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What to do in an emergency?

Anyone can witness an emergency situation at some point and have to provide first aid – or even need first aid themselves.
Those who do not deal with emergency situations on a regular basis will hardly be able to prepare for all possible cases and many people express fear of such situations.

Therefore, we would like to present some simple procedures for a selection of the most common and important emergency situations. They are primarily intended to accompany our various seminars for first responders.

Cardiac arrest and resuscitation are covered separately under the page BLS-AED.
 

144 for all medical emergencies

Medical Disclaimer

The following statements are made in accordance with (inter)national guidelines, as well as they are updated and revised to the best of our knowledge. They are in no way a substitute for specific training. Their application requires expertise, experience and situational flexibility. The actions described explicitly presuppose the user's mastery of the measures and must not replace or delay alerting the emergency medical service EMS. In case of doubt, consult a physician or emergency medical service EMS.
In two chapters, medications are listed (aspirin for non-traumatic chest pain and epinephrine auto-injector for severe allergic reaction) in accordance with international recommendations. We expressly point out that the legislator in Switzerland legitimizes the corresponding drug administration only for medical professionals, which is why the use or the delegation framework must be clarified in advance and for the specific conditions of the user and institutional setting. In this regard, SIRMED does not assign competencies to first aiders.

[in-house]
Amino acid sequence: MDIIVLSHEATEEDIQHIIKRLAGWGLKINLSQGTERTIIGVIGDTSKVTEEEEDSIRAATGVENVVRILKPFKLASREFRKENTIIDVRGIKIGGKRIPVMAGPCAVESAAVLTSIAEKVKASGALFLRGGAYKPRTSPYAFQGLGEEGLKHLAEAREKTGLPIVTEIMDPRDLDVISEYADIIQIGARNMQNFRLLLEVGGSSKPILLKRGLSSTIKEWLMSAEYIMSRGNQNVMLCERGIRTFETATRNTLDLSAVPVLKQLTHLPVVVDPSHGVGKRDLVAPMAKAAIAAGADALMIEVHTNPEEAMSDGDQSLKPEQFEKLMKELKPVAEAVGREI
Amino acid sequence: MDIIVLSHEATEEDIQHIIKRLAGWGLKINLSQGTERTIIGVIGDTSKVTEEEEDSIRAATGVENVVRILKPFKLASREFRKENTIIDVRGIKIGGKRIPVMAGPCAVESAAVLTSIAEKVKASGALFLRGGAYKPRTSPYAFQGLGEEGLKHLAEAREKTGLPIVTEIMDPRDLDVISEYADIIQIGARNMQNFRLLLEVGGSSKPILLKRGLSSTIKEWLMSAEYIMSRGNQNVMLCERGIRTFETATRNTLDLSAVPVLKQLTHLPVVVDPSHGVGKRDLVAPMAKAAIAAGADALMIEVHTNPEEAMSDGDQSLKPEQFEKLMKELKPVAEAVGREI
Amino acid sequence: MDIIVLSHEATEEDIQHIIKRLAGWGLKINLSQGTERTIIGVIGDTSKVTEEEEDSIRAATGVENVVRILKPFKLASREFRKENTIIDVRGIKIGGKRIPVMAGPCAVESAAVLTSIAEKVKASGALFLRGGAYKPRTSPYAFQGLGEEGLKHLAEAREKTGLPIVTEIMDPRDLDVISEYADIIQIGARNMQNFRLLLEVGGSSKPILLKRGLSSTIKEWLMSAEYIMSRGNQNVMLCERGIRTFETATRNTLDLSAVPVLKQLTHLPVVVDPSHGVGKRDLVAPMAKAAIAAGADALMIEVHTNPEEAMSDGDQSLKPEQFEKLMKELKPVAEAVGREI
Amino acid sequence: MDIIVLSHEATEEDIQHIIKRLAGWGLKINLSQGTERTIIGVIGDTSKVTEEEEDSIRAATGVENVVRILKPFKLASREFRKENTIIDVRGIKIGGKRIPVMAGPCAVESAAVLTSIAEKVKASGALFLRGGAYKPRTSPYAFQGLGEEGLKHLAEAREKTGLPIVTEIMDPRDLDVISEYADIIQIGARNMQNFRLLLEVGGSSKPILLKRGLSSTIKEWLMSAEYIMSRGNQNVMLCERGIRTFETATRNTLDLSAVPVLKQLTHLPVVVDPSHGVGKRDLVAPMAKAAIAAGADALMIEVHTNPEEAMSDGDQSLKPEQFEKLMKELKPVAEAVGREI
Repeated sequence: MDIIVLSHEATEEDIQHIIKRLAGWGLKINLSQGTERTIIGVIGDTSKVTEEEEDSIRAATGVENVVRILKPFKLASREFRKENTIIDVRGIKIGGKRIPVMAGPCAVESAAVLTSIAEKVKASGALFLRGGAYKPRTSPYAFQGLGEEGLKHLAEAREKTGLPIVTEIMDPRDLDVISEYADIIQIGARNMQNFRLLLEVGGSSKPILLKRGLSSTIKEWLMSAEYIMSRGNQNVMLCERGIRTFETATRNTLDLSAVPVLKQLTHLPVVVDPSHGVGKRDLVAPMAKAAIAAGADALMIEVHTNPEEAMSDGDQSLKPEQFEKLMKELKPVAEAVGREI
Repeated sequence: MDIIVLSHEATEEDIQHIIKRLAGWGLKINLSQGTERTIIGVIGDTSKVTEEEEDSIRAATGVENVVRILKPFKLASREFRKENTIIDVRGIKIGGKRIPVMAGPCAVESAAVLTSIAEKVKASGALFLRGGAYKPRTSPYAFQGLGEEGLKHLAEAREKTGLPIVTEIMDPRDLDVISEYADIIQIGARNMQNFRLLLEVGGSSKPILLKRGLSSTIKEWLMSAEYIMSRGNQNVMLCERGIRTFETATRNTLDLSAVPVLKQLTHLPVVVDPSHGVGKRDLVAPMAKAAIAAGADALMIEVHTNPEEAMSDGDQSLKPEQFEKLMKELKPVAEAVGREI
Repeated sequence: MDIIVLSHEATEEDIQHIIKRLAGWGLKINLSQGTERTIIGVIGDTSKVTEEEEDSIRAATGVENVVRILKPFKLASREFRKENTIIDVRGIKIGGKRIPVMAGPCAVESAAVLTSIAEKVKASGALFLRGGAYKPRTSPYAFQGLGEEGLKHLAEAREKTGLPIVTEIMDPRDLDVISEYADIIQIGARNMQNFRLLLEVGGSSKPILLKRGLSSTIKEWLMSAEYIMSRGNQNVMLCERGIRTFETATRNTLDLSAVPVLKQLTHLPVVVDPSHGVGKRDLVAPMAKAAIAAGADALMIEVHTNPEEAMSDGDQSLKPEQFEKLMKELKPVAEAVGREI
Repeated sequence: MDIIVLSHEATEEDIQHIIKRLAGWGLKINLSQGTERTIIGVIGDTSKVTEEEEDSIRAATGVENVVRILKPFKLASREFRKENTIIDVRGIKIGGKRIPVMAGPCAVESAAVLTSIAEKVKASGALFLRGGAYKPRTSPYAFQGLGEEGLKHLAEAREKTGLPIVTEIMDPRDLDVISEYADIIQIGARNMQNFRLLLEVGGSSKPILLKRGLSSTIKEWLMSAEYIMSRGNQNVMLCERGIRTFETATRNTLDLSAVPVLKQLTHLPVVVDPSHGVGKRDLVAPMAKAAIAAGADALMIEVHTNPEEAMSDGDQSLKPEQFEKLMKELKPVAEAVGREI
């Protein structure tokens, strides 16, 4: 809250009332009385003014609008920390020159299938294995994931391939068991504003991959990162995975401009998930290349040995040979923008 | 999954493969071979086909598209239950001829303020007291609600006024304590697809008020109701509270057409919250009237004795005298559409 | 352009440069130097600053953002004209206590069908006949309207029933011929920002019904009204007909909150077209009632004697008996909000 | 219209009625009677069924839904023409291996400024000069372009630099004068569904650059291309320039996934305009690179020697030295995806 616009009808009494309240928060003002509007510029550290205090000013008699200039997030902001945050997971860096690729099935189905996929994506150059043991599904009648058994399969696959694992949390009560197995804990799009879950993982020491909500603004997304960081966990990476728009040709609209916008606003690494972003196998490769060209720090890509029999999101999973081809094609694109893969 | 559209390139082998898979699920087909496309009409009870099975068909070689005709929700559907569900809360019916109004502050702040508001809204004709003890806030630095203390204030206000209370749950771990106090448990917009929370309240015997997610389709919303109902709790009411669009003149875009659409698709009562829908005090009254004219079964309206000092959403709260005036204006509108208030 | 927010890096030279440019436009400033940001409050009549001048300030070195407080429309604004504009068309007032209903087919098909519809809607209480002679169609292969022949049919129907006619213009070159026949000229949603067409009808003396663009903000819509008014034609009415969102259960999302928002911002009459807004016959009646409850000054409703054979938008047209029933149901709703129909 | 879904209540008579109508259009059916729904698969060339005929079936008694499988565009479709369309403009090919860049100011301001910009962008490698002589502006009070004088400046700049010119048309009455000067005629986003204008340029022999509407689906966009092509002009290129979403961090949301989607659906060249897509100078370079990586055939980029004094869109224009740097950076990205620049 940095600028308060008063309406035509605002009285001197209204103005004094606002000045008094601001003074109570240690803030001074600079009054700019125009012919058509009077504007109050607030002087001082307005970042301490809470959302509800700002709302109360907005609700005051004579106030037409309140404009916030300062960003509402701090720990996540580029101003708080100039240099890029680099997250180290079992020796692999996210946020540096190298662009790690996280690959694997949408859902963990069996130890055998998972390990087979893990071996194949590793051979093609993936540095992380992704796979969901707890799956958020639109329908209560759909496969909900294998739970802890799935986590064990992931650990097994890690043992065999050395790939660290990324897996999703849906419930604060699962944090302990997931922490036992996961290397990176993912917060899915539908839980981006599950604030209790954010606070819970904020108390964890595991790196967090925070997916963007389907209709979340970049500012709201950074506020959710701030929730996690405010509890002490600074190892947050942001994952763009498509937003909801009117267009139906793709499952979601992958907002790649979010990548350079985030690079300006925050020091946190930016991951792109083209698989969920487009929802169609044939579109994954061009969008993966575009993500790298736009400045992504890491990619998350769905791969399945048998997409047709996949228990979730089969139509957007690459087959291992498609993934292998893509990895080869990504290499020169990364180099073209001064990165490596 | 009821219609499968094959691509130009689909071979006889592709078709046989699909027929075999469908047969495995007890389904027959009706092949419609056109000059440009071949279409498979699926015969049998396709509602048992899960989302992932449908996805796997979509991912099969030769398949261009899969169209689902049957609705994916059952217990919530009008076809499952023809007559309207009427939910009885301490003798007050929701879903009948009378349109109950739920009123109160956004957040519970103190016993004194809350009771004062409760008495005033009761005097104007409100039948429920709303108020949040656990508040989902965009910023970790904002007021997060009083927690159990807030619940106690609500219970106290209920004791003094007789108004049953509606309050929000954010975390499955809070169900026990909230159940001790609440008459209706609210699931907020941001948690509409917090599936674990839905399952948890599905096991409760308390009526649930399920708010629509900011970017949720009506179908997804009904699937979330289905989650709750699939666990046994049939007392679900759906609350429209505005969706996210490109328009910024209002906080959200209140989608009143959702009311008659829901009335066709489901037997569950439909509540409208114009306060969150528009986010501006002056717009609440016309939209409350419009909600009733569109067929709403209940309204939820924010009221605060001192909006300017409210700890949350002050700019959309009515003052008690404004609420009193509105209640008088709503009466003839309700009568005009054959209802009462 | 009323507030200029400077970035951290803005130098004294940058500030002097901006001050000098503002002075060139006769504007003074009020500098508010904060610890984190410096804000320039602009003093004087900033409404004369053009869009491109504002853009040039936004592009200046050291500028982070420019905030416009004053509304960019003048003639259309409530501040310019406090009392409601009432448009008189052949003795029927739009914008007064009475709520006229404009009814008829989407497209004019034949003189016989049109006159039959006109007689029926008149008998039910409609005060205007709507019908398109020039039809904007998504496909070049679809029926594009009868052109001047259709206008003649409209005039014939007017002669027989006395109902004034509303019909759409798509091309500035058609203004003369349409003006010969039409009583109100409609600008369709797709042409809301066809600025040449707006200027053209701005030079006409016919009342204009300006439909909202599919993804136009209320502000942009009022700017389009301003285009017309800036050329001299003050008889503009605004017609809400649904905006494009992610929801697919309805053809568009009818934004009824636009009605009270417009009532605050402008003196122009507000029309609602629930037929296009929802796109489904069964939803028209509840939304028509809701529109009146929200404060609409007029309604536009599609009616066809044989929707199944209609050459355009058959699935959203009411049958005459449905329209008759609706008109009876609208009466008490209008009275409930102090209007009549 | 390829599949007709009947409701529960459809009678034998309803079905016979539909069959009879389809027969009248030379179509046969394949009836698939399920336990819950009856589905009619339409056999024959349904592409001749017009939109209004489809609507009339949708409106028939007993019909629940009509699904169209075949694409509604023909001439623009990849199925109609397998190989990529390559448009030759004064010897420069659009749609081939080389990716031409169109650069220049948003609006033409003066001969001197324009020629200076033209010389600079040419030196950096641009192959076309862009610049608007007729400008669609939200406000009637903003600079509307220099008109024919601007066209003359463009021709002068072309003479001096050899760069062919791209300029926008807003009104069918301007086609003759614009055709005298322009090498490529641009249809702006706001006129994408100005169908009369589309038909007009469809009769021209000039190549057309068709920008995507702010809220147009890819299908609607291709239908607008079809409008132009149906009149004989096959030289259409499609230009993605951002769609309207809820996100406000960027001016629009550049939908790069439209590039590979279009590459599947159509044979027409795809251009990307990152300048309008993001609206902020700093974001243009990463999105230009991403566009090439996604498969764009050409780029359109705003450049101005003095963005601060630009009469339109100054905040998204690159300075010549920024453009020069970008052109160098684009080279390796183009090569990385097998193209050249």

Attention: Despite all care taken in the editorial preparation, errors can never be completely excluded. Therefore, no legal guarantee can be assumed for the information provided. The user must always keep up to date with the latest literature. We are grateful for constructive criticism and suggestions for improvement. Any liability claims resulting from the use of the following statements are rejected.


By continuing to read at this point, you declare that you have read and understood the instructions for use and accept the statements on disclaimers and responsibilities in all points.

Introduction

When hazards have been ruled out, it is a matter of quickly recognizing whether a life threat is present and immediate life-saving measures are necessary. Emergency situations can be divided into three main groups according to their appearance:

Recognition: Responsive person
The patient is awake, responsive and able to respond. Such a patient will express needs for first aid. There is usually no immediate threat to life in this patient.

Recognition: Unconscious person
The patient is unconscious and unresponsive even to touch and loud addressing, but shows normal breathing. There is potentially a threat to life, and recovery position is necessary as an immediate life-saving measure. Since life threat takes precedence, this also applies if a back injury is suspected. The goal is to keep the airway clear and protect the patient from aspiration (entry of stomach contents into the lungs). 

Recognition: Person in cardiac arrest
The patient is unconscious, unresponsive even to touch and loud addressing and not breathing or not breathing normally. This patient is in acute life-threatening danger and needs immediate resuscitation measures. Immediate measures are alerting, chest compression and ventilation. If a defibrillator (AED) is available, it should be used as soon as possible.

Further useful links

First aid also includes topics related to illnesses and injuries.

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